Friday, January 18, 2013

The Benighted City of Lichtstadt

Ravenloft:  The megadungon

I hit a wall sometime last week; I've had some long days and work travel, the 6 year old is driving my wife nuts , and I got absolutely burnt out on reading history books.  I haven't had much time to write for the blog.   I switched over to reading some fiction, and I let my mind wander towards how my own "dungeon under the city" might look after ruminating over the last post.

Oh - before I forget - on the reading front; I motored through Jim Butcher's Cold Days in just a couple of days, and moved on to Chronicles of the Black Company.  It's super interesting, particularly because it's inspirational for how a tough group of D&D characters might operate if they were a mercenary group in a world populated with ordinary folks and a scattering of powerful characters.  It's not game fiction; you don't hear the dice rolling while you're reading.

With the oldest kiddo, we're halfway through the Earthsea trilogy (night time reading - I'm a good dad) with Elric of Melnibone lined up next.

Back to the dungeon under the city.

I'm envisioning the crumbling, central European city of Lichtstadt - home to corrupt guilds, blue-blooded patricians, and frightened peasants that cower from the things that go bump in the night.  Built on earlier catacombs and ruins, the city sits above a deep, sprawling dungeon where aristocratic undead vie for control of the various guilds and nobles of the surface world.  The sewers give way to catacombs and deeper dungeons where every figure from gothic horror gaming - stitched alchemical golems and undead, vengeful revenants; wrathful lycanthropes, and more vampires than can be counted, all scheme and lurk and wait for the sun to sink below the horizon.  Long have the erstwhile (mortal) rulers of Lichstadt turned a blind eye to the frequent disappearances on the streets after dark, and no one survives for long in the city jail.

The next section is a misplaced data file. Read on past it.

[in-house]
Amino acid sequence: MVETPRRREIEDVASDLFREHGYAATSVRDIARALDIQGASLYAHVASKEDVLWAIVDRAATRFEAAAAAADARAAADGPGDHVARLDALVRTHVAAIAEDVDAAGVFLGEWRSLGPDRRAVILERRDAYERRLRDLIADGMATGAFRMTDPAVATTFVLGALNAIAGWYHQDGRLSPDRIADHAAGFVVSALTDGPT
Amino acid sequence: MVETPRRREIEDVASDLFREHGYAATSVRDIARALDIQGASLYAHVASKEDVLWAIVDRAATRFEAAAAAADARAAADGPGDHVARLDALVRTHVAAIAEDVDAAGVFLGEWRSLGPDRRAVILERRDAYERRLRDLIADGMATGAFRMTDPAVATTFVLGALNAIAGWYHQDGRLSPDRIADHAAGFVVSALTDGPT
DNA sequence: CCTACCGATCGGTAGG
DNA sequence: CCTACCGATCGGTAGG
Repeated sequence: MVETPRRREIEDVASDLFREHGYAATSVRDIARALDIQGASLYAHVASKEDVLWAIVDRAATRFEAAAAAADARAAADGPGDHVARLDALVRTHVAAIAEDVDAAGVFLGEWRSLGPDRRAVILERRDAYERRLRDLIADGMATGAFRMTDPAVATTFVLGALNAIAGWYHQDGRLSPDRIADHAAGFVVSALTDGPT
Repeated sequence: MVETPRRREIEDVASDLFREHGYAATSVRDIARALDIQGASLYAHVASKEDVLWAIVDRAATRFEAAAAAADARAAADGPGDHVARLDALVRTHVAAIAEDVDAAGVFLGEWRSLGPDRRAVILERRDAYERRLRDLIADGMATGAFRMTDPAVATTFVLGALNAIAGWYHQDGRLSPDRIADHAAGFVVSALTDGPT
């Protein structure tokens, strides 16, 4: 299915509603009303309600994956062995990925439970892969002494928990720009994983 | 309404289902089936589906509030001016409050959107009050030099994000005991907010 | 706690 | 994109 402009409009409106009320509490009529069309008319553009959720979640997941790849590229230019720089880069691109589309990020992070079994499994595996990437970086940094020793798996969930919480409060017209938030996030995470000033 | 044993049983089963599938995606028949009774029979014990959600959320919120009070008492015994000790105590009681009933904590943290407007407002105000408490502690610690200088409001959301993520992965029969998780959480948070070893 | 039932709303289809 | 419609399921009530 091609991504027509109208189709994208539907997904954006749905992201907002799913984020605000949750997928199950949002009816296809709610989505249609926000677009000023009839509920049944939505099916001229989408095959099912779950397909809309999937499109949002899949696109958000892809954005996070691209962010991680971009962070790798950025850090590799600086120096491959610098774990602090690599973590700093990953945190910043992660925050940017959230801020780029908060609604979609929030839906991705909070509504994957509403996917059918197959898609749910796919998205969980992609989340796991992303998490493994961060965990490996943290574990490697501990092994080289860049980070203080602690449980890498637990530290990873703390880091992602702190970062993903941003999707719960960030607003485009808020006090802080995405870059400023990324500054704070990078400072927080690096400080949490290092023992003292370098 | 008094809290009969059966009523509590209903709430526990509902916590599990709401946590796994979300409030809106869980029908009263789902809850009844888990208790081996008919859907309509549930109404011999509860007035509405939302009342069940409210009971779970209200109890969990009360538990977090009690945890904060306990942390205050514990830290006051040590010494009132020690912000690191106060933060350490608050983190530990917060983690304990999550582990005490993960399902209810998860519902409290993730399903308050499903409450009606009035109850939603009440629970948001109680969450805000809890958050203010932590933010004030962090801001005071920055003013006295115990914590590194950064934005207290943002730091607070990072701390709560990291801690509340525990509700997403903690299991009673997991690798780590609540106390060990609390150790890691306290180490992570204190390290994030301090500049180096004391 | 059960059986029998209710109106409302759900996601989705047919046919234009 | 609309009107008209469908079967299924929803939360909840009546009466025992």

The arrival of inquisitors from the great southern church to remote Lichstadt has upset the city's balance of power, and now manipulators meet in darkened halls to debate whether to move against the church overtly or marginalize it through politics and their human pawns.  But this much is true; the church has cast open the gates to the undercity, and it encourages any manner of cunning opportunist willing to risk life and limb in the sewers looking to pocket some gold while striking back against the night fiends.

Lichtstadt would require a serious overhaul to the standard D&D vampire.  Forget about the high level, energy draining monstrosities from the Monster Manual.  Lichtstadt Vampires drink blood through grappling and can die with a stake through the heart.  Vampires would fill a wide range of challenges in the dungeon, from bloodthirsty neonates that don't have many other vampiric powers (other than strength and toughness), to ancient vampire warlords and sorcerers in the depths that lead their own lineages and bloodlines.  Naturally, I'd raid the White Wolf catalog and create speedy vampires, shape-changing vampires, hypno-vampires, and so on.  There's something juvenile (yet funny) about taking all those World of Darkness archetypes and treating them as experience fodder for dungeon delving murder hobos.

If The Black City started out as Vikings: At The Mountains of Madness (before it went all sideways into gonzo sci-fantasy), then Lichstadt is Ravenloft: the Megadungon.  Parking this one in the The Junkyard for now, but my normal brainstorming notebook is quickly filling up with ideas for Lichtstadt.  It's almost too easy.